Diabetes type 2: How gastric surgery can 'cure' patients

Thousands of patients with type 2 diabetes are being denied the chance of life-saving surgery because they do not fit strict NHS guidelines on weight.

Around 3.6m people in the UK suffer from type 2 diabetes, which costs the NHS up to £10bn a year to treat.

A leading bariatric surgeon told Inside Out surgery was "the closest thing to a cure" and should be used more often.

Only type 2 patients with a BMI over 30 are currently eligible under obesity guidelines.

At least 15% of sufferers are of normal weight and therefore don't qualify for operations like gastric bypasses on the NHS.

Of those who do meet the criteria - less than 1% access surgery.

The Chair of Bariatric and Metabolic Surgery at Kings College, Professor Francesco Rubino, has been researching the effects of bariatric surgery on type 2 diabetes for 15 years.

"I don't think this is seen as a lifesaving operation as it is," he told the BBC.

"The biggest barrier we have is primarily one of stigma against obesity. The vast majority of the public believes this is a cosmetic intervention and unfortunately many physicians think the same way."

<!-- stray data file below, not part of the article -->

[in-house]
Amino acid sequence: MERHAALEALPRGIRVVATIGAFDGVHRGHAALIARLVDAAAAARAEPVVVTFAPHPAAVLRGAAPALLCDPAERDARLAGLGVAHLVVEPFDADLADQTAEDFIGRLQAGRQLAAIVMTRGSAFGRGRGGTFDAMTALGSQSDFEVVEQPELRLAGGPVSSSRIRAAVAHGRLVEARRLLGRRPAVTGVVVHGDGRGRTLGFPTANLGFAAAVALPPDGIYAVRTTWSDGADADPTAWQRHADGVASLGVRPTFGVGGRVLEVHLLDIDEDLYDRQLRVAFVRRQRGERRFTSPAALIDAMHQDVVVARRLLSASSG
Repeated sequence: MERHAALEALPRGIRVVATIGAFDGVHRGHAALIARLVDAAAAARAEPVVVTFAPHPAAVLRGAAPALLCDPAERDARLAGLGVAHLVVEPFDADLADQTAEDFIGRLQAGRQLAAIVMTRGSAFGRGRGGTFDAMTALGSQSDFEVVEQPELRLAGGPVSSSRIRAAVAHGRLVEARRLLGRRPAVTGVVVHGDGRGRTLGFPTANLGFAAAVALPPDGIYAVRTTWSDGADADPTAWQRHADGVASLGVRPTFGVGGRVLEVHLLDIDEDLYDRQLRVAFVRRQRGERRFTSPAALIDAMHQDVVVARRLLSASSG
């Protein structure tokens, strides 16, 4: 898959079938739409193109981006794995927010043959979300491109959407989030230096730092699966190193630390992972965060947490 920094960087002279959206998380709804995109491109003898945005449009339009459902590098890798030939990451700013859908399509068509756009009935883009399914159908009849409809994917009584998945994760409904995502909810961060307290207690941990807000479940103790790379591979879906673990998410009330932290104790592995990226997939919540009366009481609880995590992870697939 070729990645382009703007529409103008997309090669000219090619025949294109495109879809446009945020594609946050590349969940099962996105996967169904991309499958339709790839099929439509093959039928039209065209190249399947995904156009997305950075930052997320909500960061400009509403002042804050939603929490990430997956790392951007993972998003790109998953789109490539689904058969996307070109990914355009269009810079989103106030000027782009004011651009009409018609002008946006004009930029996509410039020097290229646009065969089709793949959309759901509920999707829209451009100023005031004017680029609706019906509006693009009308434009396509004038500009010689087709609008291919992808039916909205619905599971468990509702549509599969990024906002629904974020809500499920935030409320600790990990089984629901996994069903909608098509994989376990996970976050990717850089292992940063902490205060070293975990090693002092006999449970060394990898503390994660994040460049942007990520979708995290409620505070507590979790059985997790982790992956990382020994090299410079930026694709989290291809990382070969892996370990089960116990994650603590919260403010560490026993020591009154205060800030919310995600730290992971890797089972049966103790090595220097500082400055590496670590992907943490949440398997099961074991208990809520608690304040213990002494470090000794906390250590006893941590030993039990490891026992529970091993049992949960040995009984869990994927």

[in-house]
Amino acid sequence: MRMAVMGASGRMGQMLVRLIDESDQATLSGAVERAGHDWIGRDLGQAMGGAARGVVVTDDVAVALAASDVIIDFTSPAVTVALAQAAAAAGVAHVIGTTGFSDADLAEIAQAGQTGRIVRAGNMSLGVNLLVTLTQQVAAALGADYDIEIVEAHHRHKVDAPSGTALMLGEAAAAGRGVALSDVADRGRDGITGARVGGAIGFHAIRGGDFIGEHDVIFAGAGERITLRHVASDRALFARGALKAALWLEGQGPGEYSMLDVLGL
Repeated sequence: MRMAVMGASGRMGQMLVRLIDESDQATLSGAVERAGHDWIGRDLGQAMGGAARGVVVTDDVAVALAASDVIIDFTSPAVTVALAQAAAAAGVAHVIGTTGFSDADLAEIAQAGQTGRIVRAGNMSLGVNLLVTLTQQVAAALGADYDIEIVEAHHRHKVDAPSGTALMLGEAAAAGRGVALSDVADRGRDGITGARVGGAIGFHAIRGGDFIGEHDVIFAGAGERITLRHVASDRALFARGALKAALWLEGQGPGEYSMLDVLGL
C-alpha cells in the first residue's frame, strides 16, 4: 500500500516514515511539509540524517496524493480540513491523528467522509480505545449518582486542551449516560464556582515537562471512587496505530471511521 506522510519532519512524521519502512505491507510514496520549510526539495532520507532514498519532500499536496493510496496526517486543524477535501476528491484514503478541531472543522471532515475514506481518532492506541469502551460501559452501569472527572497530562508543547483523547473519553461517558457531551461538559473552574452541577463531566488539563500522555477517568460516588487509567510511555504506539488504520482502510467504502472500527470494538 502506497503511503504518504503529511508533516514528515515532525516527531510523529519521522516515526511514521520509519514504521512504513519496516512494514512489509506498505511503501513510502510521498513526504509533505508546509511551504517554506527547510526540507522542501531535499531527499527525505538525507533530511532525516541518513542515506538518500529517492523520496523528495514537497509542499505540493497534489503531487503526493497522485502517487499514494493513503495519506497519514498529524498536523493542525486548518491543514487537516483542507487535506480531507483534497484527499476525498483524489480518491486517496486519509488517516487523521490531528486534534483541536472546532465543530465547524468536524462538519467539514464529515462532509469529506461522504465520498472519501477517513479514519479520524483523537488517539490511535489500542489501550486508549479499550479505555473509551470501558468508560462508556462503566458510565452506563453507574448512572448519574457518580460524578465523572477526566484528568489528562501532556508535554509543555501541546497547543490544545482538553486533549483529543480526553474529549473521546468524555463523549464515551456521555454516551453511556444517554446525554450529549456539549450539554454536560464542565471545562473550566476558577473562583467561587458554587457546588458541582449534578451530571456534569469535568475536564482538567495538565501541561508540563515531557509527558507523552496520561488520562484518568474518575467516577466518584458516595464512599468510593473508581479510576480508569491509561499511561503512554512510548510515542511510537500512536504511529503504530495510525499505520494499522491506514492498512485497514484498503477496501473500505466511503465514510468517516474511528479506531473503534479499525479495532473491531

'A foreign parameter'

Professor Rubino said operations involving the manipulation of the stomach or intestine do not just help people lose weight - they also alter hormones in the gut, which in turn influences insulin production.

"More than 50% of people with type 2 diabetes can enjoy long term remission. Another 30 or 40% enjoy a major improvement," he added.

How does it work?

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Media captionThis video explains how a gastric bypass is carried out

Bariatric surgery refers to a set of operations carried out with the primary intention of helping people who are morbidly obese lose weight.

The two most common types of weight loss surgery are:

Gastric band, where a band is used to reduce the size of the stomach so a smaller amount of food is required to make someone feel full.

Gastric bypass, where the digestive system is re-routed past most of the stomach so less food is digested to make someone feel full.

Professor Rubino said the use of bariatric surgery was currently "shaped around weight loss", with remission from diabetes seen as a by-product.